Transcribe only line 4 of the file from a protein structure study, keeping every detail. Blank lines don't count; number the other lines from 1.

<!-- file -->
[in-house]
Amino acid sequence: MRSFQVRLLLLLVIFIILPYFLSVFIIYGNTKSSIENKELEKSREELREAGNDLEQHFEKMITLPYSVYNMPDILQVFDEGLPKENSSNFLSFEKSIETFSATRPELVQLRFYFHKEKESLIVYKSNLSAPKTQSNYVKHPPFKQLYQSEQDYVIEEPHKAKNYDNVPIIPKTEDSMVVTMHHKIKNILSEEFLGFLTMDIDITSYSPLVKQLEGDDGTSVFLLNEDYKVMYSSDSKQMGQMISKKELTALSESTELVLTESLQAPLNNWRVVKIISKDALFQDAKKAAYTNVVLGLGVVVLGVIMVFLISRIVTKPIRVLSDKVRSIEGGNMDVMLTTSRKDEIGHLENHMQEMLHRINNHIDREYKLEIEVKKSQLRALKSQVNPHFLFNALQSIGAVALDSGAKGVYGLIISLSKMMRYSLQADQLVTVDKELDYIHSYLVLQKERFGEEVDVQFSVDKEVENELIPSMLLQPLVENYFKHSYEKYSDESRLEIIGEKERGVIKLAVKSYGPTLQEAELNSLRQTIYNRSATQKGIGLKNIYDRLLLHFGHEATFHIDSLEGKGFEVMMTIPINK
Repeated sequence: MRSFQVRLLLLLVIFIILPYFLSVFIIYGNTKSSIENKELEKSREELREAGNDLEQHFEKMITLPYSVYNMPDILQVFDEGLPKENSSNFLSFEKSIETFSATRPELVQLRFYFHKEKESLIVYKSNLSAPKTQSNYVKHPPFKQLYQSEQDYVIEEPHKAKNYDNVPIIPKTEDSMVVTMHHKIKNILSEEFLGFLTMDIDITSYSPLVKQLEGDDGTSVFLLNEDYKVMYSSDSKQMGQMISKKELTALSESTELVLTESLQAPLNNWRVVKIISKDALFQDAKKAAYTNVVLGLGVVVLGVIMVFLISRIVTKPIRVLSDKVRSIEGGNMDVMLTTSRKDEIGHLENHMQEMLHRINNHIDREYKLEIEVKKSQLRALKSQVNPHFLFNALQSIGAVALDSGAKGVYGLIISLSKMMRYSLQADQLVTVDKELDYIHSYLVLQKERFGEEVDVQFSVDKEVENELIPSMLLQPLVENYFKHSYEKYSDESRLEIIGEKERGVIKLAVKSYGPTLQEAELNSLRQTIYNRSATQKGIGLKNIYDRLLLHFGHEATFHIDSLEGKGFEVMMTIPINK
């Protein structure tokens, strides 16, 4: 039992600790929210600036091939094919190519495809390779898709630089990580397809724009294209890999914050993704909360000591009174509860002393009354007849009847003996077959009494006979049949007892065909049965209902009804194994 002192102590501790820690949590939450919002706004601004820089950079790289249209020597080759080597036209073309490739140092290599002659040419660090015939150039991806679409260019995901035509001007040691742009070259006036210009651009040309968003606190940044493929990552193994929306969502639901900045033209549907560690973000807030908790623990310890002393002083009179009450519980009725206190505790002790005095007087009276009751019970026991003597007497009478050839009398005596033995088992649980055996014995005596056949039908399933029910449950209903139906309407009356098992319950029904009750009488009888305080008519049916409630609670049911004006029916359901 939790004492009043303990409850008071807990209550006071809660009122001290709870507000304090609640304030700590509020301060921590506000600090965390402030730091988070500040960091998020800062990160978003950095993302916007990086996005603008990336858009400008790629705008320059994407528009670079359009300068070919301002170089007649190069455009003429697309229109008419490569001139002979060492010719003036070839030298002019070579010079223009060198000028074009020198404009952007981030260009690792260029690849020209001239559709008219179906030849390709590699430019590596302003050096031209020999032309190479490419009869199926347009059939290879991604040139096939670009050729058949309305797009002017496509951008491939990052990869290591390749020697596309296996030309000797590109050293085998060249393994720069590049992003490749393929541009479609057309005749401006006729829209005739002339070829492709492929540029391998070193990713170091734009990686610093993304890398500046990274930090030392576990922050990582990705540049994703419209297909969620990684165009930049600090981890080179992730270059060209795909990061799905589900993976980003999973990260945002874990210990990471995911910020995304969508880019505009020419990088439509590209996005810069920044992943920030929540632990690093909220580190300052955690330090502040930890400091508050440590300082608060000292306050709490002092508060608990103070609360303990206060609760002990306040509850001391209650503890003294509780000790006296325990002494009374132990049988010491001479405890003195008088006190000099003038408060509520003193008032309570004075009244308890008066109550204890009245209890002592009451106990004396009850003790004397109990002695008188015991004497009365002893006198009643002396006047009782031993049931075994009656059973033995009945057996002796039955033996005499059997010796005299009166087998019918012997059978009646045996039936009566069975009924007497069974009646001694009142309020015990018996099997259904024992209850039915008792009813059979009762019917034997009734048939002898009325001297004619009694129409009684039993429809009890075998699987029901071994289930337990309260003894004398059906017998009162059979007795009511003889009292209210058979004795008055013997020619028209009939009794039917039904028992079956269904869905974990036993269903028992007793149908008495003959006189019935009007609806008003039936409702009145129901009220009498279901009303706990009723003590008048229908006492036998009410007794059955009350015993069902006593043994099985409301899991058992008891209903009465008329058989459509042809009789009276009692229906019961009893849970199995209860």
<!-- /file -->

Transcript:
């Protein structure tokens, strides 16, 4: 039992600790929210600036091939094919190519495809390779898709630089990580397809724009294209890999914050993704909360000591009174509860002393009354007849009847003996077959009494006979049949007892065909049965209902009804194994 002192102590501790820690949590939450919002706004601004820089950079790289249209020597080759080597036209073309490739140092290599002659040419660090015939150039991806679409260019995901035509001007040691742009070259006036210009651009040309968003606190940044493929990552193994929306969502639901900045033209549907560690973000807030908790623990310890002393002083009179009450519980009725206190505790002790005095007087009276009751019970026991003597007497009478050839009398005596033995088992649980055996014995005596056949039908399933029910449950209903139906309407009356098992319950029904009750009488009888305080008519049916409630609670049911004006029916359901 939790004492009043303990409850008071807990209550006071809660009122001290709870507000304090609640304030700590509020301060921590506000600090965390402030730091988070500040960091998020800062990160978003950095993302916007990086996005603008990336858009400008790629705008320059994407528009670079359009300068070919301002170089007649190069455009003429697309229109008419490569001139002979060492010719003036070839030298002019070579010079223009060198000028074009020198404009952007981030260009690792260029690849020209001239559709008219179906030849390709590699430019590596302003050096031209020999032309190479490419009869199926347009059939290879991604040139096939670009050729058949309305797009002017496509951008491939990052990869290591390749020697596309296996030309000797590109050293085998060249393994720069590049992003490749393929541009479609057309005749401006006729829209005739002339070829492709492929540029391998070193990713170091734009990686610093993304890398500046990274930090030392576990922050990582990705540049994703419209297909969620990684165009930049600090981890080179992730270059060209795909990061799905589900993976980003999973990260945002874990210990990471995911910020995304969508880019505009020419990088439509590209996005810069920044992943920030929540632990690093909220580190300052955690330090502040930890400091508050440590300082608060000292306050709490002092508060608990103070609360303990206060609760002990306040509850001391209650503890003294509780000790006296325990002494009374132990049988010491001479405890003195008088006190000099003038408060509520003193008032309570004075009244308890008066109550204890009245209890002592009451106990004396009850003790004397109990002695008188015991004497009365002893006198009643002396006047009782031993049931075994009656059973033995009945057996002796039955033996005499059997010796005299009166087998019918012997059978009646045996039936009566069975009924007497069974009646001694009142309020015990018996099997259904024992209850039915008792009813059979009762019917034997009734048939002898009325001297004619009694129409009684039993429809009890075998699987029901071994289930337990309260003894004398059906017998009162059979007795009511003889009292209210058979004795008055013997020619028209009939009794039917039904028992079956269904869905974990036993269903028992007793149908008495003959006189019935009007609806008003039936409702009145129901009220009498279901009303706990009723003590008048229908006492036998009410007794059955009350015993069902006593043994099985409301899991058992008891209903009465008329058989459509042809009789009276009692229906019961009893849970199995209860």